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New study highlights risks from technology to health and wellbeing of schoolkids

A new study published this week is highlighting the risk of harm to the health and wellbeing of young people from the frequent and extended use of digital technologies.

‘Impact of Digital Technologies on Health and Wellbeing of Children and Adolescents: A Narrative Review’ was published in the New Zealand Journal of Physiotherapy, and was led by AUT student and pediatric physiotherapist Julie Cullen, who is now completing her research thesis at the University of Auckland.

“While digital technologies certainly offer opportunities for learning and other benefits, frequent and extended device use is associated with risk of harm to child and adolescent health and wellbeing,” Cullen says.

An exact description for excessive screen use is difficult to pinpoint, Cullen says, however the majority of negative impacts in the review were found between 2 to 6 hours of daily usage.

While this variation is wide, when put in context with rates of screen use by young New Zealanders, the need for healthier screen behaviours becomes clearer.

OECD data in 2018 showed that youth in Aotearoa used digital devices 42 hours per week on average, compared to 35 hours globally. And studies have shown that children’s screen use has increased since then.

That comes amid a background of increasing use of digital technologies for children and adolescents at home and school, with policies and guidance unable to keep up with the speed of change and adoption in many countries.

New Zealand students have high use of screens in class compared to global norms, with students in Aotearoa amongst the world’s highest users of digital devices in school, and with the highest use of internet in class in the world. Most countries (including wealthy countries) use digital devices to learn in class once or twice per week.

Meanwhile frequent screen use for learning has been associated with reduced educational outcomes, both in New Zealand and abroad.

While some may argue quality is more important than quantity when it comes to screen use, this review found more nuanced results.

“Time spent using digital technologies appears to affect some areas of health, including dry eye disease,

myopia, noise-induced hearing loss via headphone or earbud use and pain syndromes,” she says.

“For issues such as these, what kids are doing on the screen doesn’t make much difference. The impacts don’t really change based on whether a child is playing games, using social media or doing schoolwork.”

These risks have been established in several studies in recent years with now increasing support for action to lower the risks linked to the increased use of technology. However, screen time wasn’t always the most important issue.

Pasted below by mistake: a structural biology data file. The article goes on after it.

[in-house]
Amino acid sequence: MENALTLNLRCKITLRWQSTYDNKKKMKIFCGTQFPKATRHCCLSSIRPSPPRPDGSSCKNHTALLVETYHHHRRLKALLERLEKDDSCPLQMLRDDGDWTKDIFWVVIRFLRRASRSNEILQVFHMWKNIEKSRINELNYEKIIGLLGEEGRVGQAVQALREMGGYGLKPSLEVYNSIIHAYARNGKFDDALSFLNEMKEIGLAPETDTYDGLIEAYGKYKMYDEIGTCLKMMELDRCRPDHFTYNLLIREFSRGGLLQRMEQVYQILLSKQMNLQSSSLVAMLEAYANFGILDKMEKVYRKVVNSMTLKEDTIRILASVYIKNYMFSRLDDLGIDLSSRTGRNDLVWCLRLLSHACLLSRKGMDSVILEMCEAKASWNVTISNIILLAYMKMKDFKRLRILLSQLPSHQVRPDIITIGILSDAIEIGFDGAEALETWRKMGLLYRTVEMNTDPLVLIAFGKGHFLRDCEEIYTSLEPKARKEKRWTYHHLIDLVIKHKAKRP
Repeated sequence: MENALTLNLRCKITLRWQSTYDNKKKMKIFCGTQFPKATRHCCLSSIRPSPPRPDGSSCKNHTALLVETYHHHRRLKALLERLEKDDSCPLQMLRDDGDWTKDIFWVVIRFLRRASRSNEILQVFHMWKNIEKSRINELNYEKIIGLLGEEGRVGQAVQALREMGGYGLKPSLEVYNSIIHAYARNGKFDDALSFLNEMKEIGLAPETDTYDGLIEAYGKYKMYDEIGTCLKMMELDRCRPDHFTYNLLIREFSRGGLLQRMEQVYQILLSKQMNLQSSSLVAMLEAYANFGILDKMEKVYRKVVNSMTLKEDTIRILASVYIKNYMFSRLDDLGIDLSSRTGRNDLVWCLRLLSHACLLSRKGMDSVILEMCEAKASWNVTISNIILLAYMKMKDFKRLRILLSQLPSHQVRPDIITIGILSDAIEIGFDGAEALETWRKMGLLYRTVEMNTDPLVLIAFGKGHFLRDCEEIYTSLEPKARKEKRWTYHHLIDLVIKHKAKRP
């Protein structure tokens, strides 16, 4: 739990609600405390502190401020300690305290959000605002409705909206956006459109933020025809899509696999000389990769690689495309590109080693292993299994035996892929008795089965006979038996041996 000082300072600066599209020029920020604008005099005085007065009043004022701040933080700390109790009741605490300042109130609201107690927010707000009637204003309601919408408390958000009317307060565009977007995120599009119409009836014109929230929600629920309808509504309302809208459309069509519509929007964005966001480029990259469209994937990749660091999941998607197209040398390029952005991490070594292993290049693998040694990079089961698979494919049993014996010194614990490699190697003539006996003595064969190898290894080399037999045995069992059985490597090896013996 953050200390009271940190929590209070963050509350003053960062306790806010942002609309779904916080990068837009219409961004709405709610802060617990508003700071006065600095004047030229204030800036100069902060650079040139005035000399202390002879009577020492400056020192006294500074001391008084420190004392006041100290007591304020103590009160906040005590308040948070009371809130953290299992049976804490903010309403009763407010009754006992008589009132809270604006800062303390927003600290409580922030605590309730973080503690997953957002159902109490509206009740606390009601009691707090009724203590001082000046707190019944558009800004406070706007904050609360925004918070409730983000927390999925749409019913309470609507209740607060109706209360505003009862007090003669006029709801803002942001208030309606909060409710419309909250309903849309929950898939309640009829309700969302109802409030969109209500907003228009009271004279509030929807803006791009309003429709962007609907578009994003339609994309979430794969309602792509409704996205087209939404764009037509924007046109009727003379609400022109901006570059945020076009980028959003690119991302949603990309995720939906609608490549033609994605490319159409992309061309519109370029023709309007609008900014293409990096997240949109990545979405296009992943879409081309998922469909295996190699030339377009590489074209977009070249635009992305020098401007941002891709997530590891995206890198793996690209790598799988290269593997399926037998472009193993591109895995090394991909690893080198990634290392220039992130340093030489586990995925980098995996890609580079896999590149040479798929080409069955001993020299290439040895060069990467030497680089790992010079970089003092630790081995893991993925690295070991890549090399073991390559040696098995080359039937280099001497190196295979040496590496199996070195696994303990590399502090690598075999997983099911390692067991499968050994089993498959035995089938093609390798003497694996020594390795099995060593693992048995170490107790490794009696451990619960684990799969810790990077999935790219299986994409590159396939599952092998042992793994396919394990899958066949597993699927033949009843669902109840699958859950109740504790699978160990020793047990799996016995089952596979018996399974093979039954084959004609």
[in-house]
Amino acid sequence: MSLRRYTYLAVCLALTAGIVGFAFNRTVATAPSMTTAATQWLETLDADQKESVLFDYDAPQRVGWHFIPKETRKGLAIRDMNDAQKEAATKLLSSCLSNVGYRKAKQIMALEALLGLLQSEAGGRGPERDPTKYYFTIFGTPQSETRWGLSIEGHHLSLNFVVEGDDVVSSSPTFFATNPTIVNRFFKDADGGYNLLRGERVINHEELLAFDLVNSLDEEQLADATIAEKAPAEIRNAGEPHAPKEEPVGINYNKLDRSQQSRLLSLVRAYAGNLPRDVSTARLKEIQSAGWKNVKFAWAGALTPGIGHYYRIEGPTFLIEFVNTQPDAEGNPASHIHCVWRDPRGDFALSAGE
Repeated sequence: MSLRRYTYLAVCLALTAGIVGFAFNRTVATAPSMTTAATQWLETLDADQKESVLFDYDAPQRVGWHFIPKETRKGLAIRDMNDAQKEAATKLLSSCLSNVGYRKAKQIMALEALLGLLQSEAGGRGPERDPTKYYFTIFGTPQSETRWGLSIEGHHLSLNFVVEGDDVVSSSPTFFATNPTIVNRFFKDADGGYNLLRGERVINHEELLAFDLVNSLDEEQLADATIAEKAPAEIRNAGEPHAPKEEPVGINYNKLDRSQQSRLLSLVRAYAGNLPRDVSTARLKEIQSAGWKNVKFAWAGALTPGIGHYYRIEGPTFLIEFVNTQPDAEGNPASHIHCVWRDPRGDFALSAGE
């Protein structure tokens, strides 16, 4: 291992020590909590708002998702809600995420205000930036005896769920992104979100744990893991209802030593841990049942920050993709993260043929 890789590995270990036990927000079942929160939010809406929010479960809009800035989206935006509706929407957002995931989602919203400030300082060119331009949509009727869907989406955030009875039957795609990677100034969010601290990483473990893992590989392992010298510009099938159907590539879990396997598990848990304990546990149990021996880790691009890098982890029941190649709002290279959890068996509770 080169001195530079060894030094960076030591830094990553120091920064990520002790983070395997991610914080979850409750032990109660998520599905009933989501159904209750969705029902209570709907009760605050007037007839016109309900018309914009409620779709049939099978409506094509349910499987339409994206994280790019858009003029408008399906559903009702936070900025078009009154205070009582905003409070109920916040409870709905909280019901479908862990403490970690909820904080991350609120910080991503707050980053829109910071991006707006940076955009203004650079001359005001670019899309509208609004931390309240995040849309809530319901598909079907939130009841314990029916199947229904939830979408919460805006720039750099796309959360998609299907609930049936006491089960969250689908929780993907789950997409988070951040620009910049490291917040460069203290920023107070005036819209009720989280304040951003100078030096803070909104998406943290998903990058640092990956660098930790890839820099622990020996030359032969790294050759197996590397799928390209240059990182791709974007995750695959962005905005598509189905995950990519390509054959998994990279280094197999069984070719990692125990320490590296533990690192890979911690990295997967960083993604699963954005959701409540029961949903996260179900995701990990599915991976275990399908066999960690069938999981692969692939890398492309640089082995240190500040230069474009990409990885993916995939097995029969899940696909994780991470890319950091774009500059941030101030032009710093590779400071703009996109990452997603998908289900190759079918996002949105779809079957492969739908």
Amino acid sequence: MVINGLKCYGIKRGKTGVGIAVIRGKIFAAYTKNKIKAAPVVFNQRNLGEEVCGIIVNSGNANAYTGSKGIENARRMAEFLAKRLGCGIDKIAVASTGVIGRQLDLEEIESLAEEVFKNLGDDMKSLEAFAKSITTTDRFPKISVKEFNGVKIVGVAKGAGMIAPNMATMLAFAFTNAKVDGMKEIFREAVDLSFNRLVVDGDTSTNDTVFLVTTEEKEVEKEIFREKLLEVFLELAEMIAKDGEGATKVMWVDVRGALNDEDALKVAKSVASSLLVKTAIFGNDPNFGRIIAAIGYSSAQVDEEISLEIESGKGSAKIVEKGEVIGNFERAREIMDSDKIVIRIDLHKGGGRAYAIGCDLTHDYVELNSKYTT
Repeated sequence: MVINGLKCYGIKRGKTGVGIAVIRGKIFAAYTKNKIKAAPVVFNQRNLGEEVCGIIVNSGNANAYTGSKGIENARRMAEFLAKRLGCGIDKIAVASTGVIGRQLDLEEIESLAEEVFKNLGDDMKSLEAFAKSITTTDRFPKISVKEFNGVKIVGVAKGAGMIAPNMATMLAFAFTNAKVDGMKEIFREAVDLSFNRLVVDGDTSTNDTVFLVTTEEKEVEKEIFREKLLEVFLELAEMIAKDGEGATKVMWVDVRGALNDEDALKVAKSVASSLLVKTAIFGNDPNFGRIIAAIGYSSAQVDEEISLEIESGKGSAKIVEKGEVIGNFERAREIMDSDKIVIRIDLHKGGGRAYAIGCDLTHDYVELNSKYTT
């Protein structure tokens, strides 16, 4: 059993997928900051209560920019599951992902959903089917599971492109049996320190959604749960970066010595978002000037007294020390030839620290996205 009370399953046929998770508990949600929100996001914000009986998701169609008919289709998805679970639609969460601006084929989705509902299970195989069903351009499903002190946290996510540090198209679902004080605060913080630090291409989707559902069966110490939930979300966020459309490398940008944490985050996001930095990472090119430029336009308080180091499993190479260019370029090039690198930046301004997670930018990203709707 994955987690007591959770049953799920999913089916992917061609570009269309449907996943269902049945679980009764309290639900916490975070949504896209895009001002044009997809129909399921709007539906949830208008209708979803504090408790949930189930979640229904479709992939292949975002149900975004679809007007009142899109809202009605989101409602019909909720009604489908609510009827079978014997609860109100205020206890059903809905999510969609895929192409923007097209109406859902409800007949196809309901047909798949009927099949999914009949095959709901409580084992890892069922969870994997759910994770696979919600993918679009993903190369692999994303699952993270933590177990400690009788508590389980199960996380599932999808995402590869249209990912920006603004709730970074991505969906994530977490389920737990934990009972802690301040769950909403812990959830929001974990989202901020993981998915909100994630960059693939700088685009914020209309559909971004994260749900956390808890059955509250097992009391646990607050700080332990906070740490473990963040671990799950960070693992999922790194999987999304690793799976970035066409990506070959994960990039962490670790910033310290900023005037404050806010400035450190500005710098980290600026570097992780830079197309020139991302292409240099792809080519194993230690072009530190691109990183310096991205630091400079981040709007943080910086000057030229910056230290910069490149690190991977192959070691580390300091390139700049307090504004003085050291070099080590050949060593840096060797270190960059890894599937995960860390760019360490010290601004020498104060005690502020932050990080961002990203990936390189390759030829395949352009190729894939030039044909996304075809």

“Conversely, the quality and type of screen media may have more impact than duration of use, in areas of health such as mental health, wellbeing and cognition, depending on the age and developmental stage of the child.”

The group found a narrative review with a systematic search strategy was the best approach to the work due to the breadth of this topic, while allowing the holistic overview necessary for decision-making.

“The point of difference in this paper was the holistic overview of impacts, including vision, hearing, obesity, pain, sleep, cognition, mental health, and social impacts, as well as the inclusion of evidence – based advice on how to reduce risks,” Cullen says.

Understanding the impacts and what can be done about it is particularly important, considering rates of screen use for children and youth in New Zealand.

The United Nations Educational Scientific and Cultural Organization (UNESCO) released a report in late 2023, noting excessive screen exposure through school use can contribute to exacerbation of overall health risks.

It has called for discussion and decision-making to support children’s access to safer, fairer and effective use of technology. However, that’s not easy in the current environment, the article notes.

“The challenge is that frequent, extended use of digital technologies has become commonplace as screens are used for recreation, school, and work,” Cullen says.

“We have set out a number of pragmatic recommendations, developed by subject experts, for clinicians, educators, and parents.”

Recommendations include interventions to reduce risks such as taking eye breaks, blinking exercises, regular vision and hearing testing, advice on safer use of headphones and earbuds and ergonomic guidance.

“These can support our young people to access technologies and gain essential digital skills, while mitigating risk and encouraging safer screen behaviours in education and home settings,” Cullen concludes.

 

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